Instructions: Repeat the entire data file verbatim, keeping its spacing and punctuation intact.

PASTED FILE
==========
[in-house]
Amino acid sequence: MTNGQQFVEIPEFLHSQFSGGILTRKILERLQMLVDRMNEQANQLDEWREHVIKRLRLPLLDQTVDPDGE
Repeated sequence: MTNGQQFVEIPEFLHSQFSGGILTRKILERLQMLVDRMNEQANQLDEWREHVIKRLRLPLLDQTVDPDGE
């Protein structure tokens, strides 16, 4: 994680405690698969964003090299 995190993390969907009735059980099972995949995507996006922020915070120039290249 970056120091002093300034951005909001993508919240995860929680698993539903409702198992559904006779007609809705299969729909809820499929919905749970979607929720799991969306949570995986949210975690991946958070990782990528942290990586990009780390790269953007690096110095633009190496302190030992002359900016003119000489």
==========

[in-house]
Amino acid sequence: MTNGQQFVEIPEFLHSQFSGGILTRKILERLQMLVDRMNEQANQLDEWREHVIKRLRLPLLDQTVDPDGE
Repeated sequence: MTNGQQFVEIPEFLHSQFSGGILTRKILERLQMLVDRMNEQANQLDEWREHVIKRLRLPLLDQTVDPDGE
């Protein structure tokens, strides 16, 4: 994680405690698969964003090299 995190993390969907009735059980099972995949995507996006922020915070120039290249 970056120091002093300034951005909001993508919240995860929680698993539903409702198992559904006779007609809705299969729909809820499929919905749970979607929720799991969306949570995986949210975690991946958070990782990528942290990586990009780390790269953007690096110095633009190496302190030992002359900016003119000489």